We listen to holiday music around Christmas and watch scary movies before Halloween, but there isn't much Easter-themed media to consume in the U.S. Head to Norway this time of year and you'll encounter an Easter tradition centered around books—but instead of cheery tales of flowers and bunnies, they prefer bloody murder mysteries.
According to Visit Norway, the custom of binge-reading Påskekrims (or "Easter crimes") during the Easter season dates back a century. On the Sunday before Easter in 1923, the front page of the Norwegian newspaper Aftenposten announced a train robbery on the country's Bergen line. The sensational headline was actually an advertisement for a new crime novel with that premise, but many readers took the fictional statement as fact. The book sparked enough attention to become a best-seller, and today it's consider the first Easter crime story in a long Norwegian tradition.
Norway is famous for its crime fiction. The country's long, dark winters make the perfect setting for unsettling stories, and there's no shortage of Nordic Noir for readers to choose from come Easter time.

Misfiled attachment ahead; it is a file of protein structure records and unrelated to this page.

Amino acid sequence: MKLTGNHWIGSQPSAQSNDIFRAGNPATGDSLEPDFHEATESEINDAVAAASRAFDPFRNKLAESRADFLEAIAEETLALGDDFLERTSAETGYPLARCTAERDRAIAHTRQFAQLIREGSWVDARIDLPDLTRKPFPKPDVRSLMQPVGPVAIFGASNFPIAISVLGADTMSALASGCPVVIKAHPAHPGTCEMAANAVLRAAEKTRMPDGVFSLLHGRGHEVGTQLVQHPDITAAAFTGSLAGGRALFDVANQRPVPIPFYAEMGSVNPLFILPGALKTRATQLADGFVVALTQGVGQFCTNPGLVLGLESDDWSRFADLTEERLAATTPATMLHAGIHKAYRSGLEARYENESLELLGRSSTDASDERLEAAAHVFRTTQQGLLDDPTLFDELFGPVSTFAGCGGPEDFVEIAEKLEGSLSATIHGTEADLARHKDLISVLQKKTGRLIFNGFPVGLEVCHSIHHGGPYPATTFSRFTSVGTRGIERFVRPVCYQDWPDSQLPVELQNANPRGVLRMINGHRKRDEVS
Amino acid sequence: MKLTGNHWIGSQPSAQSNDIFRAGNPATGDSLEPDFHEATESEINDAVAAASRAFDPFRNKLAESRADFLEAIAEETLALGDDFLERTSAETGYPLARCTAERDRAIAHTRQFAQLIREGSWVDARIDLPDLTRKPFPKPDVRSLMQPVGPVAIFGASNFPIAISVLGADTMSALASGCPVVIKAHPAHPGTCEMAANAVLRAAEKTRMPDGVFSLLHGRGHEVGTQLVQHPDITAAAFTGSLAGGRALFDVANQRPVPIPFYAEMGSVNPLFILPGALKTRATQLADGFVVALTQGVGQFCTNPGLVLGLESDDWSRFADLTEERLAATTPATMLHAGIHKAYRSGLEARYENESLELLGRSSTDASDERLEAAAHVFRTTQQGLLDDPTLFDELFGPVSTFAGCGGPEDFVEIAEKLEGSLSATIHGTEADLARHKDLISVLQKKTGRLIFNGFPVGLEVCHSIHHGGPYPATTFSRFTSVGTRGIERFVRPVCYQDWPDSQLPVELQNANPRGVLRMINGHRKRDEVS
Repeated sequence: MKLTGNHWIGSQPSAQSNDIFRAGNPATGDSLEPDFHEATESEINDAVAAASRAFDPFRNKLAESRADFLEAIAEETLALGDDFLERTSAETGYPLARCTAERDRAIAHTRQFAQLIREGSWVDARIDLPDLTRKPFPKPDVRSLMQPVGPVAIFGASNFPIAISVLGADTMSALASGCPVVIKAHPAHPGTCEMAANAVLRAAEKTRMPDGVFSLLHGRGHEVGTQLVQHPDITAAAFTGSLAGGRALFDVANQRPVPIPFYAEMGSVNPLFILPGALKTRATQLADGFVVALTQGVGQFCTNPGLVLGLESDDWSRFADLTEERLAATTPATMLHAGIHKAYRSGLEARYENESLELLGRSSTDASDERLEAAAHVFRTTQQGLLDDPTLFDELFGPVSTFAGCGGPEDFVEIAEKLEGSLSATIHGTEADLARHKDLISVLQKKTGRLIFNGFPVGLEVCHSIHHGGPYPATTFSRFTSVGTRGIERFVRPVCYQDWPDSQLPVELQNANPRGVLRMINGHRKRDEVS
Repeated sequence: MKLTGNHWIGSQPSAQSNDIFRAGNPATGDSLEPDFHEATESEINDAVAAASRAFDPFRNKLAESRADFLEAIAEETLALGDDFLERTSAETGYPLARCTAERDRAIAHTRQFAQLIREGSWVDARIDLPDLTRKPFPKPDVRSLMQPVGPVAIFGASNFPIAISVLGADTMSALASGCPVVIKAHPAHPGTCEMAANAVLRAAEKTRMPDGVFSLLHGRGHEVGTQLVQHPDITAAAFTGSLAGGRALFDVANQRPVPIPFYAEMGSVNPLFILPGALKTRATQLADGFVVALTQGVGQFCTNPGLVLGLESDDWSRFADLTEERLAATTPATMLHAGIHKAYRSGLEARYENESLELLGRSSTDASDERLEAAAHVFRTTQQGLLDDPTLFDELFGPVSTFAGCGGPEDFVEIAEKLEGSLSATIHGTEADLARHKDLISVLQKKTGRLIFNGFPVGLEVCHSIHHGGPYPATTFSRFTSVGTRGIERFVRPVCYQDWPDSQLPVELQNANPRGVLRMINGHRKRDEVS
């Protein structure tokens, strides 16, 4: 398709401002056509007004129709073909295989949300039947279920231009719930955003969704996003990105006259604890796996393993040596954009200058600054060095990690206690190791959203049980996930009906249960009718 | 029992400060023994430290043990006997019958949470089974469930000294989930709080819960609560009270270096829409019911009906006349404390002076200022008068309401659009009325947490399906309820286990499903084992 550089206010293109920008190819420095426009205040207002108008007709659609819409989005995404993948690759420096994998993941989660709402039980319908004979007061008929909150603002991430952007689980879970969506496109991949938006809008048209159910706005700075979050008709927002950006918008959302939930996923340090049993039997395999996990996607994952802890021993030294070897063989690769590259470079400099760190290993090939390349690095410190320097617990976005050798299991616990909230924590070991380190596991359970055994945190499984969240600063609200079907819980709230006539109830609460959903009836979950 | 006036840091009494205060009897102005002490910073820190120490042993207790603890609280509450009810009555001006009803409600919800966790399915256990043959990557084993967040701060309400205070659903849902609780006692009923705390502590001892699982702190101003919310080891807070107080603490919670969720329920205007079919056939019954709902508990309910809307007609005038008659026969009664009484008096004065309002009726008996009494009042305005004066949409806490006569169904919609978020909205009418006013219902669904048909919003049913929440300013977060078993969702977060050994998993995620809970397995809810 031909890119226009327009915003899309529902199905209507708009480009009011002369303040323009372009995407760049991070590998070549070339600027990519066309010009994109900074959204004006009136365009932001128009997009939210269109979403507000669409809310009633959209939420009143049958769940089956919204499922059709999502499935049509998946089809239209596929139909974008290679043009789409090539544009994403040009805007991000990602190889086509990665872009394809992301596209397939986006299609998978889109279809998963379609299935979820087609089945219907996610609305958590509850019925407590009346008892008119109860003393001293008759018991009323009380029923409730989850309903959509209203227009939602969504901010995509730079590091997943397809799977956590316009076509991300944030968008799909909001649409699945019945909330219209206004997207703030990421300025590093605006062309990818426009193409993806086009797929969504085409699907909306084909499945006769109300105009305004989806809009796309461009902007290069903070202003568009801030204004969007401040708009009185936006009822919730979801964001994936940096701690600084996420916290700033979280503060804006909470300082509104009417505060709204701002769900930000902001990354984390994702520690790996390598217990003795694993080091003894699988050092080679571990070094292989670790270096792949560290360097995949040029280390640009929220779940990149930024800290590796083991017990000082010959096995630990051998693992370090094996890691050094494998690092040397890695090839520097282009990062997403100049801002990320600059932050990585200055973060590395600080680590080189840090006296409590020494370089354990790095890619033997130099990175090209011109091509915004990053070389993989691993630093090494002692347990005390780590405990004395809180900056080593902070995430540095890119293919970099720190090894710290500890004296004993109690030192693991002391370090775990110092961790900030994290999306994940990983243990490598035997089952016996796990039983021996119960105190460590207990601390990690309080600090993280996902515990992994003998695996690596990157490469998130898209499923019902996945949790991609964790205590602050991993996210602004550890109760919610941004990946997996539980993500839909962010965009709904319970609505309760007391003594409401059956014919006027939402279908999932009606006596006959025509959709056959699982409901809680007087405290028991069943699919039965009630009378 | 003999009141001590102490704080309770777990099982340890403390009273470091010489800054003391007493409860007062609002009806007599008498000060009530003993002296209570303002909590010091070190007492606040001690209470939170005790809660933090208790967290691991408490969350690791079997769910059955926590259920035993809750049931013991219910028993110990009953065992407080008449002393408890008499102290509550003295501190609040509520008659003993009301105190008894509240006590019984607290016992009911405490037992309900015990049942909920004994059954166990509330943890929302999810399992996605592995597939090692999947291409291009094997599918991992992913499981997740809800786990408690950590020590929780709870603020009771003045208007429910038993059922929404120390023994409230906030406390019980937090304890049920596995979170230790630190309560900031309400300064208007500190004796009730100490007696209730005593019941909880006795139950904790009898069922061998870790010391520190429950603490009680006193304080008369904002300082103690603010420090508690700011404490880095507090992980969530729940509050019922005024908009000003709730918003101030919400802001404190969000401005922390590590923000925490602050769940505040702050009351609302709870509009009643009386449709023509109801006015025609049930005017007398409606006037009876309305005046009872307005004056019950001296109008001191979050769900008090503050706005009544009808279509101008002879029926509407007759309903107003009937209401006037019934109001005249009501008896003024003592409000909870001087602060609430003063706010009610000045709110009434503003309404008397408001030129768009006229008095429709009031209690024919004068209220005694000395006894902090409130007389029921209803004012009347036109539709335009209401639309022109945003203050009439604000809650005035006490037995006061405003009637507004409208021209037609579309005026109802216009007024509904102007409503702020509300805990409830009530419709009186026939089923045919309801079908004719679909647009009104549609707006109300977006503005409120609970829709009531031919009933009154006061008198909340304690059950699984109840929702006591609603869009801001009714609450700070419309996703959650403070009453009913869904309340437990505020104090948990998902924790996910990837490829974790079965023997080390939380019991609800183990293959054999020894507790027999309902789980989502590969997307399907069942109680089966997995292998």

Though Easter is associated with mild weather in the United States, Norway is stuck in the tail-end of winter during March and April. It's common for families to head to a cabin (or hytte) for a ski vacation this time of year. Workers also get more time off for Easter in Norway than they do in the States, and all that free time spent in a cozy cabin environment puts Norwegians in the mood to read a good mystery.
If you're looking to spice up Easter this year, consider bringing your favorite crime novel to your family gathering. Reading on a holiday isn't that unusual of a tradition; on Christmas, Iceland celebrates Jólabókaflóðið, or the annual Yule book flood.
[h/t Visit Norway]